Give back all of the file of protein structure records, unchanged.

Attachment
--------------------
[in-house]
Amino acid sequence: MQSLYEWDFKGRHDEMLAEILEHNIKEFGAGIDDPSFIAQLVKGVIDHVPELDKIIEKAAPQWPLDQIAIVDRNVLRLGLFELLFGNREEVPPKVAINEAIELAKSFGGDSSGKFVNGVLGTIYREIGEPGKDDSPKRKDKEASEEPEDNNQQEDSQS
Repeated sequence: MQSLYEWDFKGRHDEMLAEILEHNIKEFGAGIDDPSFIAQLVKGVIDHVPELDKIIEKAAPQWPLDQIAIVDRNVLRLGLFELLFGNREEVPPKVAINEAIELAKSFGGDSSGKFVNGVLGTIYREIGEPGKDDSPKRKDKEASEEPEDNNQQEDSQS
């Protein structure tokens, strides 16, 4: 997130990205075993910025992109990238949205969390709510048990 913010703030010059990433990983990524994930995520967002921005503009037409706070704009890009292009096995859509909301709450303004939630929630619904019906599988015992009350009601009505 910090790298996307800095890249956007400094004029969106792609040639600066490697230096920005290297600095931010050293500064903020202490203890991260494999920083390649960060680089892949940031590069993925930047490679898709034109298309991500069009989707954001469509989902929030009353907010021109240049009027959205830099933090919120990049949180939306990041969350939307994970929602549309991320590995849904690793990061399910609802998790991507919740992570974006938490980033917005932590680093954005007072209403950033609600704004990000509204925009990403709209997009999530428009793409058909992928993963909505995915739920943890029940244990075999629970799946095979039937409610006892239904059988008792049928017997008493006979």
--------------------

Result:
[in-house]
Amino acid sequence: MQSLYEWDFKGRHDEMLAEILEHNIKEFGAGIDDPSFIAQLVKGVIDHVPELDKIIEKAAPQWPLDQIAIVDRNVLRLGLFELLFGNREEVPPKVAINEAIELAKSFGGDSSGKFVNGVLGTIYREIGEPGKDDSPKRKDKEASEEPEDNNQQEDSQS
Repeated sequence: MQSLYEWDFKGRHDEMLAEILEHNIKEFGAGIDDPSFIAQLVKGVIDHVPELDKIIEKAAPQWPLDQIAIVDRNVLRLGLFELLFGNREEVPPKVAINEAIELAKSFGGDSSGKFVNGVLGTIYREIGEPGKDDSPKRKDKEASEEPEDNNQQEDSQS
């Protein structure tokens, strides 16, 4: 997130990205075993910025992109990238949205969390709510048990 913010703030010059990433990983990524994930995520967002921005503009037409706070704009890009292009096995859509909301709450303004939630929630619904019906599988015992009350009601009505 910090790298996307800095890249956007400094004029969106792609040639600066490697230096920005290297600095931010050293500064903020202490203890991260494999920083390649960060680089892949940031590069993925930047490679898709034109298309991500069009989707954001469509989902929030009353907010021109240049009027959205830099933090919120990049949180939306990041969350939307994970929602549309991320590995849904690793990061399910609802998790991507919740992570974006938490980033917005932590680093954005007072209403950033609600704004990000509204925009990403709209997009999530428009793409058909992928993963909505995915739920943890029940244990075999629970799946095979039937409610006892239904059988008792049928017997008493006979």